Microsoft Azure Cognitive Services Translator now supports 13 new African languages, allowing text and documents to be translated to and from these languages across the entire Microsoft ecosystem of products and services.
chiShona, Hausa, Igbo, Kinyarwanda, Lingala, Luganda, Nyanja, Rundi, Sesotho, Sesotho sa Leboa, Setswana, Xhosa, and Yoruba are the latest African languages to be supported, following the release of Somali and Zulu last year. This brings the total number of supported languages to 124, allowing millions of people in Africa and around the world to communicate in their native language.
“It is transformative when we can empower our communities across the continent to do and achieve more, and even more so, when they can do it in their own language. “We continue to build meaningful cognitive products and services that improve accessibility and break down language barriers between people and cultures all over the world,” says Wael Elkabbany, General Manager, Microsoft Africa Regional Cluster.
“The addition of new African languages enables more people and businesses to connect across languages, and language will become a seamless feature of using technology,” he adds.
Microsoft 365 for translating text and documents, the Microsoft Edge browser and Bing search engine for translating entire webpages, SwiftKey for translating messages, LinkedIn for translating user-submitted content, and the Translator app for having multilingual conversations on the go are just a few examples.
People and organizations can use Translator to add text translations for African languages to apps, websites, workflows, and tools; or use Translator’s Document Translation feature to translate entire documents, or volumes of documents, in a variety of different file formats while preserving their original formatting. They can also combine Translator with Cognitive Services like Speech or Computer Vision to add features like speech-to-text and image translation to their apps. With live captioning and cross-language understanding, educators can create a more inclusive classroom for both students and parents.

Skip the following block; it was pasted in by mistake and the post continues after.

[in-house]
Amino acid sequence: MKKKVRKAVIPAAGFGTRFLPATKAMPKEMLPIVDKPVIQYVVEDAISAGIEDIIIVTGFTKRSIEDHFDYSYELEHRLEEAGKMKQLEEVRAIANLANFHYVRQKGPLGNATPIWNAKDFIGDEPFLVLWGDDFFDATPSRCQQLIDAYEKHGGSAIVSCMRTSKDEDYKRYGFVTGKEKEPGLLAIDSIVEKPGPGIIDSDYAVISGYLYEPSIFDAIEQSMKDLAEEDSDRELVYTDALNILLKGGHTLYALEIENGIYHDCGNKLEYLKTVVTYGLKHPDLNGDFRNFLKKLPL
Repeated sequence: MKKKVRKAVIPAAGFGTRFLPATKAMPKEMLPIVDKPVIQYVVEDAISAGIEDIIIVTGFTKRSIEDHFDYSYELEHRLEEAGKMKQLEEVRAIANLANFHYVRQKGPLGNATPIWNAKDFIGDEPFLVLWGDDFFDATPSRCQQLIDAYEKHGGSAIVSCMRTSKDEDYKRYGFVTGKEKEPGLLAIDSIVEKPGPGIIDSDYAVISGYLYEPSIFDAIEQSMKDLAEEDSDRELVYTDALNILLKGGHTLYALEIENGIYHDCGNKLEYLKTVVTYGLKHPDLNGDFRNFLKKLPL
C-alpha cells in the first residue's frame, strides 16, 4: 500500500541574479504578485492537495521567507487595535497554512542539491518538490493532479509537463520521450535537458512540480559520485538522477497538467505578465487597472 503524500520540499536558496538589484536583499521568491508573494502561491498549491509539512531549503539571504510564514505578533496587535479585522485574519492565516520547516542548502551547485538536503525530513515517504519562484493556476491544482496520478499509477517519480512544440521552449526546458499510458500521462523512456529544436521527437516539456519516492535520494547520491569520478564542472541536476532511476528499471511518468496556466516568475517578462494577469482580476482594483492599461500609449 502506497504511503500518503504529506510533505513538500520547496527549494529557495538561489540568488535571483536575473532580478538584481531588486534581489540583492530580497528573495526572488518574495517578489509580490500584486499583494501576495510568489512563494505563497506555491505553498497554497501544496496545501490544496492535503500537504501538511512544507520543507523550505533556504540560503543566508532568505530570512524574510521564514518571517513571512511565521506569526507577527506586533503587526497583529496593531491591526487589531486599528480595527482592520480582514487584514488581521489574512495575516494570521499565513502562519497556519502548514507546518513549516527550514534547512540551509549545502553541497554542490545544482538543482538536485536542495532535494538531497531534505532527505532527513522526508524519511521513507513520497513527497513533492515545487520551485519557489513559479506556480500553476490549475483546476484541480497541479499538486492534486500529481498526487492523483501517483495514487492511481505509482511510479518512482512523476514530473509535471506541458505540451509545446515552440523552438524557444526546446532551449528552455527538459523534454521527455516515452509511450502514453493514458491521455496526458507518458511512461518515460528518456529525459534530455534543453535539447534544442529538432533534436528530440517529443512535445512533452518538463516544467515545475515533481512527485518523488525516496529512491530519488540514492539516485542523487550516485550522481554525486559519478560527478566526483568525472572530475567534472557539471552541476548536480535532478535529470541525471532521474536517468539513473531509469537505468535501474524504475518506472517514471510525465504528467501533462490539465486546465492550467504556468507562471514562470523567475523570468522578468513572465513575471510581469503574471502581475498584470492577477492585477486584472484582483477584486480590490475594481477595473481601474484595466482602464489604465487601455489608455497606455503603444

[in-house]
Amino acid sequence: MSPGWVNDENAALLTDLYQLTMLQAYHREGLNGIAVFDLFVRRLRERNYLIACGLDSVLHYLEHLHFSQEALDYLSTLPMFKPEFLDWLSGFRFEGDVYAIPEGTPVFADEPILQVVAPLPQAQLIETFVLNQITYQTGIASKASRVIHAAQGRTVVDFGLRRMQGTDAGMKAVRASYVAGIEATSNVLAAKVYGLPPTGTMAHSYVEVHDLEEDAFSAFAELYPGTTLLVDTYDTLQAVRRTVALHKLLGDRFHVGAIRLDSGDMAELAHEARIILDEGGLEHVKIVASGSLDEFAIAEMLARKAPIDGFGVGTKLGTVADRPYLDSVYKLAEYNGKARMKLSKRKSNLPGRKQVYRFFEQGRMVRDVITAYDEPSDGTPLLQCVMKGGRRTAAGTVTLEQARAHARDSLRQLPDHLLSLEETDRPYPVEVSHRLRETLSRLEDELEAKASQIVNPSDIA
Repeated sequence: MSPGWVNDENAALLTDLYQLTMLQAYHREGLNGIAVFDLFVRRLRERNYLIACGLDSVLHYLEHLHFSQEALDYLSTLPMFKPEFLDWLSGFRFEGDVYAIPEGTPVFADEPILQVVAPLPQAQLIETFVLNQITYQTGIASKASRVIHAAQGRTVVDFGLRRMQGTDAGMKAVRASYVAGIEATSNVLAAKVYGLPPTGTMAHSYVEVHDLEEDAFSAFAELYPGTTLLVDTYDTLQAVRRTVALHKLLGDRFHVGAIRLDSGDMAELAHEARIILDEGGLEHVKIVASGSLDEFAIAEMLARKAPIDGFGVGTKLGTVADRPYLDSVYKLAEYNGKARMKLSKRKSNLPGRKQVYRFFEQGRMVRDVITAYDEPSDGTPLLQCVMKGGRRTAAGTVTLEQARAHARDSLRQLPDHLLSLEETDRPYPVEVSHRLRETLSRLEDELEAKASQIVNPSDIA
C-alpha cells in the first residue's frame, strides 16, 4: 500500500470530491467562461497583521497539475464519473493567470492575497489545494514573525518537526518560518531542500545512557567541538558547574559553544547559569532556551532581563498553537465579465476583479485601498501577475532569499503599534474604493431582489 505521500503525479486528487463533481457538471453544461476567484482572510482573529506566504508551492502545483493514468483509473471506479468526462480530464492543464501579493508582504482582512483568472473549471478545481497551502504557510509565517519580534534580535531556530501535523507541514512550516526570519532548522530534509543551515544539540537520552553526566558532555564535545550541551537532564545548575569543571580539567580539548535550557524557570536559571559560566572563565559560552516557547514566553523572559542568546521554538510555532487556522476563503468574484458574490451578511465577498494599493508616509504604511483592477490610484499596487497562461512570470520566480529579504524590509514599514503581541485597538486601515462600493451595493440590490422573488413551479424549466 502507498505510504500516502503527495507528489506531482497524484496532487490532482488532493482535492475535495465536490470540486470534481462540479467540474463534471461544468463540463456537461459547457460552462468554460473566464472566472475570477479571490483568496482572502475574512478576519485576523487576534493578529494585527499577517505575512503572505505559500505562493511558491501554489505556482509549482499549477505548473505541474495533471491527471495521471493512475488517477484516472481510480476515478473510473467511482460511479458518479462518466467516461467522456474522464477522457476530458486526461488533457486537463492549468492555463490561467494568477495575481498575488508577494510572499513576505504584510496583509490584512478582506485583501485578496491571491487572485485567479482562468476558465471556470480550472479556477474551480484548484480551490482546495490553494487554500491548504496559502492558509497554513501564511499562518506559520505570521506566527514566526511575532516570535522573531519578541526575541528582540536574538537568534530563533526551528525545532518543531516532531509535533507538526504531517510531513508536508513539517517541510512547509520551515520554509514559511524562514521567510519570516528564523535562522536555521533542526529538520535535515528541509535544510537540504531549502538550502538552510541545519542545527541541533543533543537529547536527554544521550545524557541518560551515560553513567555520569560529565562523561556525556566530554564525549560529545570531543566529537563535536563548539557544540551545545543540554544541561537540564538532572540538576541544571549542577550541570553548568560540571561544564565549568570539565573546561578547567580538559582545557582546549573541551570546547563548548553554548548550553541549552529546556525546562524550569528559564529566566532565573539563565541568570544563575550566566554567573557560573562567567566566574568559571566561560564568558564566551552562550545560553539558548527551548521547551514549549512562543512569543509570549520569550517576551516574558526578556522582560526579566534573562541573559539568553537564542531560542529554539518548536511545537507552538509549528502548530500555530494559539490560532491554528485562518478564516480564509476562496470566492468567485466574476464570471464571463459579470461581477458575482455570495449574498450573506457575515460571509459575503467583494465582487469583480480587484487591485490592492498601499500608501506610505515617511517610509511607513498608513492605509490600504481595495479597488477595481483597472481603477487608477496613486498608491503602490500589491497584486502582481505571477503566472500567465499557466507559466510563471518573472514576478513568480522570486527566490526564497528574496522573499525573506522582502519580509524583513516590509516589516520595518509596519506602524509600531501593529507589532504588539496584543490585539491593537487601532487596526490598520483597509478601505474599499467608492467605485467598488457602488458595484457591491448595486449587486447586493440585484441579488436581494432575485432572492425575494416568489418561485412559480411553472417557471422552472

Microsoft has added new languages and dialects to its Translator service on a regular basis, while also ensuring the translation quality of the supported languages by employing cutting-edge neural machine translation (NMT) techniques. The company developed machine translation systems more than a decade ago through its Microsoft Research unit – and has consistently built on and improved these systems and techniques, adopting NMT technology as Artificial Intelligence (AI) evolved and migrating all machine translation systems to neural models to improve translation fluency and accuracy.
“We accomplish this by collaborating with partners in language communities who can assist in data collection for specific languages and who have access to human-translated texts.” Working with partners in language communities also helps to overcome the challenge of obtaining enough bilingual data to train and produce a machine translation model. “This network of partners assists in the collection of bilingual data, consultation with community members, and evaluation of the quality of the resulting machine translation models,” Elkabbany adds.
These ever-improving capabilities enable businesses to expand their global reach by communicating with customers and partners in multiple languages and localizing content and apps quickly, reliably, and affordably.
As part of Microsoft’s mission to build meaningful cognitive products and services that improve accessibility and local engagement, there are plans to add more of the continent’s most widely spoken languages.